Because psychiatric patients are sometimes unaware of time of day or even place, the team's goal was to use artwork to help adjust the circadian rhythms within the patient on the theory that the enhanced sense of time can provide an additional therapeutic layer to the treatment protocol.

Working together, the psychiatric team and the art team came up with an interactive installation that combines landscape imagery with technology and actively employs art as part of the healing process — in this instance, light boxes installed behind the artworks that can be controlled to imitate the light at different times of day.

The art installation team selected photographs of landscapes conducive to being enlarged to huge proportions. These were printed on large-scale polycarbonate panels and then illuminated from behind using dimmable light boxes recessed into the wall so the face of the acrylic panels is flush with the drywall. The panels are 8 feet tall and 20 feet long in the corridors and common rooms, and 4 feet high by 6 feet long in the patient rooms. Staff can readily change the time of day depicted in the image from day to night or any time in between by adjusting the dimmer switch.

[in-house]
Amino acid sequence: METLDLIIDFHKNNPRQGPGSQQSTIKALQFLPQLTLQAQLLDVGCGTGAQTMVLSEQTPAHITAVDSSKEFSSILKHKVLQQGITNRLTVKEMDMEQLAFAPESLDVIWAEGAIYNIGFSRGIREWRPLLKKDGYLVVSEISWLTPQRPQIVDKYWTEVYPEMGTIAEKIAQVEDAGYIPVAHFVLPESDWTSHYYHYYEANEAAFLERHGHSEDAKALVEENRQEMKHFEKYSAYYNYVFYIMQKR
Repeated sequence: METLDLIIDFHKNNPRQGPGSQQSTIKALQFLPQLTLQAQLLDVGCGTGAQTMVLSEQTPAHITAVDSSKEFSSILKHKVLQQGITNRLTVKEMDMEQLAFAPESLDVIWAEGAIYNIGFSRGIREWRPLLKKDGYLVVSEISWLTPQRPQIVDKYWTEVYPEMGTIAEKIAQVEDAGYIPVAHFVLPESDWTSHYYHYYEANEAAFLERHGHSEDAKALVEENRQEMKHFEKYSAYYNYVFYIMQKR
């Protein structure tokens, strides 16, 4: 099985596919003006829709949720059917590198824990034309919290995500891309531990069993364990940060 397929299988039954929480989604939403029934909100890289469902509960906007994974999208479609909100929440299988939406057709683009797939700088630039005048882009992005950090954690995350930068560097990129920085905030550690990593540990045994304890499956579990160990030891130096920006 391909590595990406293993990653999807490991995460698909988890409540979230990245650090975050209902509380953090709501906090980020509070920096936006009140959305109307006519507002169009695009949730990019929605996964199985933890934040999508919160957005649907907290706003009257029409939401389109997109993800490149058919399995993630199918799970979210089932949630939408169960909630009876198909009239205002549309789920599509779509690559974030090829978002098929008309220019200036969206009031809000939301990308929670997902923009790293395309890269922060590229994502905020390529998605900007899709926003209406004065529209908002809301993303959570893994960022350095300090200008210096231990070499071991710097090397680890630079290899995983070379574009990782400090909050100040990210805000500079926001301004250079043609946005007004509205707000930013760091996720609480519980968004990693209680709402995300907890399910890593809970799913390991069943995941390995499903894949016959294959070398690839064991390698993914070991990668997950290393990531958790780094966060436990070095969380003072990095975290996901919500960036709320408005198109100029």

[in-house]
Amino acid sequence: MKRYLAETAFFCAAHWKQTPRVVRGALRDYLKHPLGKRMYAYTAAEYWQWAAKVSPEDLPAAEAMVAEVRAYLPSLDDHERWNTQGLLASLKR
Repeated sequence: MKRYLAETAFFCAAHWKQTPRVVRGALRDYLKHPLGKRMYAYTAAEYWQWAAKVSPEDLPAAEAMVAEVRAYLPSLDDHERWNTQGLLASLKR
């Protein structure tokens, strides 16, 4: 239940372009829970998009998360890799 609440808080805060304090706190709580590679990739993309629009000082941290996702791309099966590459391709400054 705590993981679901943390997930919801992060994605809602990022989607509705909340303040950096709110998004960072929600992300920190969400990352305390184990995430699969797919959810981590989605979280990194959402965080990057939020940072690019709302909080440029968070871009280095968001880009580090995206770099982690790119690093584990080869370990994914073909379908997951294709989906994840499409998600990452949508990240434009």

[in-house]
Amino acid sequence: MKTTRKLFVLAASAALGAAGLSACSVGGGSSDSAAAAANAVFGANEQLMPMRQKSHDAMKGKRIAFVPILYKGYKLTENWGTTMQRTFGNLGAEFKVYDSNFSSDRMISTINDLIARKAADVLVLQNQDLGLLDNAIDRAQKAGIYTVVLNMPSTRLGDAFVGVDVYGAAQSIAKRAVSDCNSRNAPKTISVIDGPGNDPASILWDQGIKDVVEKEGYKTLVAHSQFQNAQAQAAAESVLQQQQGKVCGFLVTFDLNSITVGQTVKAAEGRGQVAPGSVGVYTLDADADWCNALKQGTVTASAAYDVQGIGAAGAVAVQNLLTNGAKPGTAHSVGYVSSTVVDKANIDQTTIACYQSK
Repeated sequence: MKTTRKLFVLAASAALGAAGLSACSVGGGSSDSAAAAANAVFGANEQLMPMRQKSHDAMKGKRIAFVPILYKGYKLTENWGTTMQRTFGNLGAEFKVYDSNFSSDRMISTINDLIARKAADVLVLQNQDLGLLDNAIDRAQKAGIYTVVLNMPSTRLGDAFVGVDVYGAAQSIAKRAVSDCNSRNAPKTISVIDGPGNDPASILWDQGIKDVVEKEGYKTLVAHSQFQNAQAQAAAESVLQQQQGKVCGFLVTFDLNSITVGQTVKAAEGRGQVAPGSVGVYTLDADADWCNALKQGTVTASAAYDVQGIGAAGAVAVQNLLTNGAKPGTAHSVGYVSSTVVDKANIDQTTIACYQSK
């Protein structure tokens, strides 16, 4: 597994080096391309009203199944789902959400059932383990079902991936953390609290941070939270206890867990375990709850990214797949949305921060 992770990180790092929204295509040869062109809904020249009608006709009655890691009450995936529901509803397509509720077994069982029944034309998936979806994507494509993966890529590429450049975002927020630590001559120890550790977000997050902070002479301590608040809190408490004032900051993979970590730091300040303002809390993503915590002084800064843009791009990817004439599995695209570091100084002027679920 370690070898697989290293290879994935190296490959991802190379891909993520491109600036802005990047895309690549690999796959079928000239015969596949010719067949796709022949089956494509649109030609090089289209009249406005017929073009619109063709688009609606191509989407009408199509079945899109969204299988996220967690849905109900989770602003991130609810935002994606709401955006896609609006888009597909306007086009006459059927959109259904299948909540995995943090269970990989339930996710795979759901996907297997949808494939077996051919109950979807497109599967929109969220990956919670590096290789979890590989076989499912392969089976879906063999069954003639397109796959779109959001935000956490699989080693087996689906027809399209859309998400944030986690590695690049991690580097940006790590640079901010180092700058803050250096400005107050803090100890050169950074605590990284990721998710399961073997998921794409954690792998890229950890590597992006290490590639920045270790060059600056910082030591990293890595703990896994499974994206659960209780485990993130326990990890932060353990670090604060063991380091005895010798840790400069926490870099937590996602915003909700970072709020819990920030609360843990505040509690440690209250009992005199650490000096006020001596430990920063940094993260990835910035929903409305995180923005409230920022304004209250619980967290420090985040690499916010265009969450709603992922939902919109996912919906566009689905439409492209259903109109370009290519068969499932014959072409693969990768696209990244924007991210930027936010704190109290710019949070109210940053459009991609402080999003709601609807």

Hospital staff carefully vetted suggestions through the online art review and comment system and the criteria for artwork in the psychiatric unit were very restrictive.

For instance, the team eliminated artwork if the colors were too gray or misty, because depressed patients need vibrant colors and warmth. For the same reason, landscapes that are arid or without signs of life were considered too desolate. Manic patients can be hypersexual, so images such as close-ups of flowers were rejected as overly suggestive. Psychotic patients can see images in the most benign piece and can sometimes be hyper-religious, so any image that could feed into a delusion — even strong sunlight streaming through trees — was rejected.

Another challenge was ensuring that the mounting and installation of artwork, as well as the inset acrylic panels, were entirely safe for patients of the locked unit. The art installation team came up with a unique installation protocol that permanently mounted the art to the wall with no gap between the two. This ensured that nothing could be slipped behind the art to pry it off the wall or attached to the frame to cause self-harm.